by Dick Nadler, CPA
Yes, California has an estate tax. It essentially is what is called the "state tax credit" that is computed on the federal Internal Revenue Services' Form 706. Once the state tax credit is computed, California says it is entitled to that amount.
You compute the credit as follows: Reduce the gross estate by allowable deductions, then deduct a standard allowance of $60,000. The resulting figure is the adjusted taxable estate. If the adjusted taxable estate is $39,999 or less, then there is no state tax credit and, thus, no California estate tax. If the adjustable taxable estate is worth $40,000 or more, you use a multiplier to determine the actual state tax credit, or California estate tax. The multiplier is based on a sliding scale. Adjusted taxable estates valued between $40,000 to $89,999 use a multiplier of 0.8 percent. Estates valued at $10,040,000 or more use a multiplier of 16 percent. Thus the state tax credit (California estate tax) for an estate valued at $40,000 is $320 ($40,000 x 0.8 percent).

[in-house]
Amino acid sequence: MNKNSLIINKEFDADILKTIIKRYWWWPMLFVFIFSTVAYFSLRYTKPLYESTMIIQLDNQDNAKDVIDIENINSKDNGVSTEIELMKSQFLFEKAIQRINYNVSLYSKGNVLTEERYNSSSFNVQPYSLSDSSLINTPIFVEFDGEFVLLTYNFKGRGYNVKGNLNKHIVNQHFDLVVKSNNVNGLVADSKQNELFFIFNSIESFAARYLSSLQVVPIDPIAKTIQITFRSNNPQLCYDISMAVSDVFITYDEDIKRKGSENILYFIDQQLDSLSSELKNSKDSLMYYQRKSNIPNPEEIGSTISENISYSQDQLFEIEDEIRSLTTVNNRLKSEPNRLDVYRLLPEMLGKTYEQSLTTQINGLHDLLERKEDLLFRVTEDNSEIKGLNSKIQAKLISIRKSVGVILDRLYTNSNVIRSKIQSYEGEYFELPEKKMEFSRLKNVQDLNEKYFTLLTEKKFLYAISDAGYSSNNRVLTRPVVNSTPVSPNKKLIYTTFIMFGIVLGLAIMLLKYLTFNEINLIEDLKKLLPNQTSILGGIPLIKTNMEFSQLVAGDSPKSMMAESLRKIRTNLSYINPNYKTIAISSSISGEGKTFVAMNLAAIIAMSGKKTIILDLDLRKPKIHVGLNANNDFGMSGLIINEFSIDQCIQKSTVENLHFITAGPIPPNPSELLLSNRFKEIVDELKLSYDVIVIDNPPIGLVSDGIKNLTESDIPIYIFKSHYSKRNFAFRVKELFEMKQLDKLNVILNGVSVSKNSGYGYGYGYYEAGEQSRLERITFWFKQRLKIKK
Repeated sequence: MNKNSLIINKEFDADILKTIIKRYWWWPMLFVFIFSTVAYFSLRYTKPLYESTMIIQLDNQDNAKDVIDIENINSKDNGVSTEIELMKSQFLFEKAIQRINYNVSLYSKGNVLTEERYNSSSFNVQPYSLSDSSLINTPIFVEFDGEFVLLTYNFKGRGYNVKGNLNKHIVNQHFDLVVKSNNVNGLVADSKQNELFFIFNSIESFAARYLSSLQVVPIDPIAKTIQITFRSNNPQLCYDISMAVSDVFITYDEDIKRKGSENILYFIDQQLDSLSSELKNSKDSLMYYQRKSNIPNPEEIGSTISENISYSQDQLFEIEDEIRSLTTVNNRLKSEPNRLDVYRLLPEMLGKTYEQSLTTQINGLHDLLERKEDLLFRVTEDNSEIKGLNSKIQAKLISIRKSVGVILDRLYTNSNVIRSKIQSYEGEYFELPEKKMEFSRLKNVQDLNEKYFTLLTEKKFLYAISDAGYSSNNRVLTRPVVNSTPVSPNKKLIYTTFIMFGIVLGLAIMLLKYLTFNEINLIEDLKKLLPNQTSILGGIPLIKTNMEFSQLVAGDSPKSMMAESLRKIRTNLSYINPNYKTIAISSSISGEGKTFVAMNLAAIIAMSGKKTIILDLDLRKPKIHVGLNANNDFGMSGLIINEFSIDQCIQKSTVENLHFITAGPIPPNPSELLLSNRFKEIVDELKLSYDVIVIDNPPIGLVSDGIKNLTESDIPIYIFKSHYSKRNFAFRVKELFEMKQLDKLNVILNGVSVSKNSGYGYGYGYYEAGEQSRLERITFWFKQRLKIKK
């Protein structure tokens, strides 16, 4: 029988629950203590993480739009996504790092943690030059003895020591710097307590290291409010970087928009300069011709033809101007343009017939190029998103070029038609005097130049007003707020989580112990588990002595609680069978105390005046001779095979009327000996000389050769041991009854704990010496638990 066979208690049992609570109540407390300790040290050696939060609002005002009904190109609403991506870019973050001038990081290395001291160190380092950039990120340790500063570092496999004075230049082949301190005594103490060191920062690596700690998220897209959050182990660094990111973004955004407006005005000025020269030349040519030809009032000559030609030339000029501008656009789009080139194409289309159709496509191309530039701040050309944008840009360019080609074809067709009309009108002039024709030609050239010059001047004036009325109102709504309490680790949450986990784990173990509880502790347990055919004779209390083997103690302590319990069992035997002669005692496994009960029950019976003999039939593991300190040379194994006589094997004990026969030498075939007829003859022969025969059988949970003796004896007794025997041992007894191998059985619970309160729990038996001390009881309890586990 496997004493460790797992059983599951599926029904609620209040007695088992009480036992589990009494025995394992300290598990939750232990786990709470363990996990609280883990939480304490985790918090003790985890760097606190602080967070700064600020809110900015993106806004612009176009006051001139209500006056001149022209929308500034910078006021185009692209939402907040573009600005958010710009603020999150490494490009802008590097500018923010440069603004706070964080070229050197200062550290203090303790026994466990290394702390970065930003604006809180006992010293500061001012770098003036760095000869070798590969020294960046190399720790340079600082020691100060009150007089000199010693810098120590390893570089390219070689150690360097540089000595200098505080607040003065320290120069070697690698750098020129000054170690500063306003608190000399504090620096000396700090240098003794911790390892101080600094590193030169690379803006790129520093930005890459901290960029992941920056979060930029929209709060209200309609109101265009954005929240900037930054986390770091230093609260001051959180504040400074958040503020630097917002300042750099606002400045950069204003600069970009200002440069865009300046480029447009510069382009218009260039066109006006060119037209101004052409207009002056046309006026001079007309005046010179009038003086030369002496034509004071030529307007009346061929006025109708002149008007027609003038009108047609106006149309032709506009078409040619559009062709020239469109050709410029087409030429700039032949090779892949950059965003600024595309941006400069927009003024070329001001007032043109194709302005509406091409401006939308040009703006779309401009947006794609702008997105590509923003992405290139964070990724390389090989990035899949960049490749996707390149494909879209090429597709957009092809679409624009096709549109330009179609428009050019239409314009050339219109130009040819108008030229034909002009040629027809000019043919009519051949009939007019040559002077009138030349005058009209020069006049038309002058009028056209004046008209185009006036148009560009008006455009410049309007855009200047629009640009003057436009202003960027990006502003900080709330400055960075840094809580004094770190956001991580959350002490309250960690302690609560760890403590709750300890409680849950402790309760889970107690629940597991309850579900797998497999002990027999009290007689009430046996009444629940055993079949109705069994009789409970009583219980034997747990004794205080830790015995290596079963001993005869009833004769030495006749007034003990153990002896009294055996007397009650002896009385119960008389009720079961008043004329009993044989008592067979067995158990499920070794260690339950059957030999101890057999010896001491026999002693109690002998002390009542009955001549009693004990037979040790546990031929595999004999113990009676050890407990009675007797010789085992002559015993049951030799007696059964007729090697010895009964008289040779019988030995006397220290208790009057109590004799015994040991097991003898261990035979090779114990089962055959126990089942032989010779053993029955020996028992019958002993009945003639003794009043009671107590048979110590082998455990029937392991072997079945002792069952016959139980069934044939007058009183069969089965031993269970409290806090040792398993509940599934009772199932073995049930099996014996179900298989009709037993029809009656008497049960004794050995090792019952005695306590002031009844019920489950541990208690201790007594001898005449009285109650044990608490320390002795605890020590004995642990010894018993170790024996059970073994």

IRS Form 706 contains detailed instructions for computing the state tax credit. For additional information, please contact a certified public accountant.
Dick Nadler, CPA, is principal of Nadler Accountancy Corp., Orangevale, Calif., and a member of the California Society of CPAs, Sacramento chapter. His e-mail address is firstname.lastname@example.org.
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